Michigan reported more coronavirus (COVID-19) cases on Friday (March 20) afternoon, pushing the state reported total to 549.
Cases reported by the state increased by 225 cases since Thursday’s data release. (See latest county breakdowns below). The state was reporting 10 cases that did not have counties identified on Thursday, and is no longer reporting that on Friday. The state is reporting one case as an “out of state” case.
The state of Michigan is reporting three COVID-19-related deaths as of Friday -- all Wayne County residents, although one death was reported by a hospital in Oakland County, where that person died. Two of those people were Detroit residents, and the other was a Southgate resident.
The state updates its totals at 2 p.m. daily. The numbers often do not reflect an individual county’s case count because the counties may report confirmed cases a day earlier than the state. The state is now reporting positive tests as of 10 a.m. on the same day.
Overall, the numbers continue to rise from the state and county level as testing ramps up in Michigan, which was expected.
MDHHS is currently receiving reports from commercial labs LabCorp and Quest Diagnostics and several clinical labs including Sparrow Hospital in Lansing, the Beaumont Hospital Network, Henry Ford Health System and the MDHHS Bureau of Laboratories (BOL).
The Michigan Department of Health and Human Services announced a change in the way it reports coronavirus cases earlier this week.
This data is becoming problematic as doctors make it clear that the vast majority of COVID-19 cases may go unreported. Health officials are advising people with mild symptoms to stay home, do not go to a hospital and do not consider getting tested. That means only the most serious cases will be tested.
For most people, the coronavirus causes only mild or moderate symptoms, such as fever and cough. For some, especially older adults and people with existing health problems, it can cause more severe illness, including pneumonia. The vast majority of people recover.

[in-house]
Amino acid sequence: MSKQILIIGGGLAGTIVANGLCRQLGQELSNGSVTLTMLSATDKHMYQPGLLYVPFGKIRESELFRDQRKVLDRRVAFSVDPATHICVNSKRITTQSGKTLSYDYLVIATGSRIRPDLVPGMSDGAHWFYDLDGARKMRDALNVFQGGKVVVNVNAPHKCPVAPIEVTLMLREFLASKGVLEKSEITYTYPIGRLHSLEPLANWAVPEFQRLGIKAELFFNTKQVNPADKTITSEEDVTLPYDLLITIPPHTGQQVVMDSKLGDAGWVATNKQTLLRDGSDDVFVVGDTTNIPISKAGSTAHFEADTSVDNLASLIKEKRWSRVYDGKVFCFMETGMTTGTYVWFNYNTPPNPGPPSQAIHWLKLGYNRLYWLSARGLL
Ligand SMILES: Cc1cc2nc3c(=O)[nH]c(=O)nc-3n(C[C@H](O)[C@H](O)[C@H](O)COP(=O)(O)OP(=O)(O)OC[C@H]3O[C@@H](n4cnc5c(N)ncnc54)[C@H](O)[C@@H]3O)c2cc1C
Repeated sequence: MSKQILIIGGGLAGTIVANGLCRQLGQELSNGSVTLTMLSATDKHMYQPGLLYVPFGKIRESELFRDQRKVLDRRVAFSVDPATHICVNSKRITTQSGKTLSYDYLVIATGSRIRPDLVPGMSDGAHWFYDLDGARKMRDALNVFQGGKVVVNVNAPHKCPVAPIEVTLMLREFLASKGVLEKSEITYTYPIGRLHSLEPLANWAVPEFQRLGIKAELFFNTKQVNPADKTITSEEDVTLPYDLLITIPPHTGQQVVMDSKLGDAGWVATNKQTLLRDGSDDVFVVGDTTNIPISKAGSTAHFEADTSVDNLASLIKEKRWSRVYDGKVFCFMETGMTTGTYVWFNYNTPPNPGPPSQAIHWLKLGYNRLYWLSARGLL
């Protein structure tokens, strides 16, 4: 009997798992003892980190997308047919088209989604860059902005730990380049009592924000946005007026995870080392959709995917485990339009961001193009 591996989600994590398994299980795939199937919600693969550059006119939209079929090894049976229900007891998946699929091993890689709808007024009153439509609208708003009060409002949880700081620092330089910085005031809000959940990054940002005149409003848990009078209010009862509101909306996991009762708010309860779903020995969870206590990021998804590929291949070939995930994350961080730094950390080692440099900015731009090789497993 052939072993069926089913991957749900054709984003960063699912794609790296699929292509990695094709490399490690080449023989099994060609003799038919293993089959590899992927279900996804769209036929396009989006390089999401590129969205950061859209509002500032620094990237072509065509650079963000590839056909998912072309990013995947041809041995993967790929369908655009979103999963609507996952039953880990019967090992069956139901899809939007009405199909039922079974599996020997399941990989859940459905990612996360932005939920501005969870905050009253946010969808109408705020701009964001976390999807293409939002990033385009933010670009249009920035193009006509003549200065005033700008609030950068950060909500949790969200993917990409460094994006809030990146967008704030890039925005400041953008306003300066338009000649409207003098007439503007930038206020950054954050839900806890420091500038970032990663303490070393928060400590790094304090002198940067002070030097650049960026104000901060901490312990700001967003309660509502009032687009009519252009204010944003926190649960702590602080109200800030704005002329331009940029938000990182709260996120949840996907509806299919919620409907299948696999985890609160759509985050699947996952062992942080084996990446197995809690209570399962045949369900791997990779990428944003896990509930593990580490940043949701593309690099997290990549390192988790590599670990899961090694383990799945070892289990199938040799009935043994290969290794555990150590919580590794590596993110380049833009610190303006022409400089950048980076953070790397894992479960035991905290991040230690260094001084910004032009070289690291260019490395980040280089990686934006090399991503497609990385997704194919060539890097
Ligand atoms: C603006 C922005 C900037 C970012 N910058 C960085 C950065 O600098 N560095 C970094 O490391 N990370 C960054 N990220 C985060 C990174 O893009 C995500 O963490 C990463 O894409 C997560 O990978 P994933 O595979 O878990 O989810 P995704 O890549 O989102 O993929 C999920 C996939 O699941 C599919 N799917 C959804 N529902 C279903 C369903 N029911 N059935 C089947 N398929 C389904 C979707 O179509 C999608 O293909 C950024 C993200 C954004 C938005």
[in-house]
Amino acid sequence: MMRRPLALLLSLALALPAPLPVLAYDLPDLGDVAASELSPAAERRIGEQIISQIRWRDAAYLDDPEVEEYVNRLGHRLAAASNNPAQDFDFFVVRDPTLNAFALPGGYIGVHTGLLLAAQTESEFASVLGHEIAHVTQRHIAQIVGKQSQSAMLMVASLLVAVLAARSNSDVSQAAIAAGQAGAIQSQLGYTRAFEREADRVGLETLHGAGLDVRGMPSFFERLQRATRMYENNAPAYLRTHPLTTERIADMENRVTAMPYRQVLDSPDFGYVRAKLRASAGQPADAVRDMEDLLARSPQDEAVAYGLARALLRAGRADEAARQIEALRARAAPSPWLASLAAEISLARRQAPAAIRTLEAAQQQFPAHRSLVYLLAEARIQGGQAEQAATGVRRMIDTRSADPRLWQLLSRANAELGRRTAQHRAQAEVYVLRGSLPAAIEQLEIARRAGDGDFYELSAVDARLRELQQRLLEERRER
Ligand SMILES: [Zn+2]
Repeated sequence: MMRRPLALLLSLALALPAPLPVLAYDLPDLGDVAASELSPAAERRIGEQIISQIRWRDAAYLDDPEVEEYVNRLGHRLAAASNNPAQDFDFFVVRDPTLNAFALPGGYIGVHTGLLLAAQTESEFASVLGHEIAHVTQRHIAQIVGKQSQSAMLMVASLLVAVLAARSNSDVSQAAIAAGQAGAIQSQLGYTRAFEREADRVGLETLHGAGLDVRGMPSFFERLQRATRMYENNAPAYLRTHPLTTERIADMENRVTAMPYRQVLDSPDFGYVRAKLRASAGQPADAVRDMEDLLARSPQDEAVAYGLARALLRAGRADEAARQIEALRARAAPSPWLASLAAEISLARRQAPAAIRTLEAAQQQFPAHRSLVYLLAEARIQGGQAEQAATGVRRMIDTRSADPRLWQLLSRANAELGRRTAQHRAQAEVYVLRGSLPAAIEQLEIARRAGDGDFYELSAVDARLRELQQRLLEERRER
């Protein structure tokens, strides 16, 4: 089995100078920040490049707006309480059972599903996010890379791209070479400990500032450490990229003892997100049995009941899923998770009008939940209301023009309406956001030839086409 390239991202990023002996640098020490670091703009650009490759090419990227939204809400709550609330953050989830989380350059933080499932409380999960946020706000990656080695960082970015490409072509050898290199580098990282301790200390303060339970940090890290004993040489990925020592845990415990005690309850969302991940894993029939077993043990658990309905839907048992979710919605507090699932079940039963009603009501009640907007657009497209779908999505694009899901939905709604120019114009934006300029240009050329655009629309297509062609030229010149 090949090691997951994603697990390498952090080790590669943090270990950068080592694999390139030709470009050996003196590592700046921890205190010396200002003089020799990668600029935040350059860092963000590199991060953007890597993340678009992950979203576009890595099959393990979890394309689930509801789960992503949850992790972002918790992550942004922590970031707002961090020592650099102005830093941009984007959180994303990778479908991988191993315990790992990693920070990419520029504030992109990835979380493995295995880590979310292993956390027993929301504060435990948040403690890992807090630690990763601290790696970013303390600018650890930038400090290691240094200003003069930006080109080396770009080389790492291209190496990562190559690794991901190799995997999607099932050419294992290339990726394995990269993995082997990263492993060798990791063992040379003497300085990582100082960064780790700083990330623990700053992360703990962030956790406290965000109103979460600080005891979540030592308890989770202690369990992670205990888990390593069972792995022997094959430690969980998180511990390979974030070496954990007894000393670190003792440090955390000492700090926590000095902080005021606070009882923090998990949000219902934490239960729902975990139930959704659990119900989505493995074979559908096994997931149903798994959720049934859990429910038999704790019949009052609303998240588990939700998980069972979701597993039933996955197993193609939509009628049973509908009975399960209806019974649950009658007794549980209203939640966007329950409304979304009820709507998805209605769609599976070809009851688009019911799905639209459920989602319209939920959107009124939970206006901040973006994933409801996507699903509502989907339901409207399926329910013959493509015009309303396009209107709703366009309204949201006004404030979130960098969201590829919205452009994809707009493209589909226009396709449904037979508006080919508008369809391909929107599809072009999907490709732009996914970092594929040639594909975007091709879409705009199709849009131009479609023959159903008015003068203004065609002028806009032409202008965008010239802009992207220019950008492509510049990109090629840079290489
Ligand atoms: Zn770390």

Worldwide, the number of infections exceeded 244,000, according to a Johns Hopkins University tally. More than 86,000 people have recovered, mostly in China.
New York state joined California on Friday in ordering nearly all residents to stay home, as governors watched with growing alarm as southern Europe buckled under the strain of the coronavirus outbreak.
Here is a charted timeline of confirmed coronavirus (COVID-19) cases in Michigan:
- Here’s which Michigan counties have confirmed cases of coronavirus
- Full coverage: Coronavirus in Michigan
Here’s the Michigan county case count mapped and the total number of cases in each US state:
Here are Michiagn’s COVID-19 deaths mapped per county:
Here are Michigan COVID-19 cases broken down by age range:
Here are Michigan COVID-19 cases showing how many are hospitalized:
Here are Michigan COVID-19 cases broken down by gender:
The following map is showing data per state -- click on a particular state to filter the data in the table for a breakdown:
How COVID-19 Spreads
The virus is thought to spread mainly from person-to-person.
- Between people who are in close contact with one another (within about 6 feet).
- Through respiratory droplets produced when an infected person coughs or sneezes.
These droplets can land in the mouths or noses of people who are nearby or possibly be inhaled into the lungs.
Can someone spread the virus without being sick?
- People are thought to be most contagious when they are most symptomatic (the sickest).
- Some spread might be possible before people show symptoms; there have been reports of this occurring with this new coronavirus, but this is not thought to be the main way the virus spreads.
Spread from contact with contaminated surfaces or objects
It may be possible that a person can get COVID-19 by touching a surface or object that has the virus on it and then touching their own mouth, nose, or possibly their eyes, but this is not thought to be the main way the virus spreads.
How easily the virus spreads
How easily a virus spreads from person-to-person can vary. Some viruses are highly contagious (spread easily), like measles, while other viruses do not spread as easily. Another factor is whether the spread is sustained, spreading continually without stopping.
Prevention & Treatment
There is currently no vaccine to prevent coronavirus disease 2019 (COVID-19). The best way to prevent illness is to avoid being exposed to this virus. However, as a reminder, CDC always recommends everyday preventive actions to help prevent the spread of respiratory diseases, including:
- Avoid close contact with people who are sick.
- Avoid touching your eyes, nose, and mouth.
- Stay home when you are sick.
- Cover your cough or sneeze with a tissue, then throw the tissue in the trash.
- Clean and disinfect frequently touched objects and surfaces using a regular household cleaning spray or wipe.
Wash your hands often with soap and water for at least 20 seconds, especially after going to the bathroom; before eating; and after blowing your nose, coughing, or sneezing.
People who think they may have been exposed to COVID-19 should contact their healthcare provider immediately.
Question about coronavirus? Ask Dr. McGeorge here.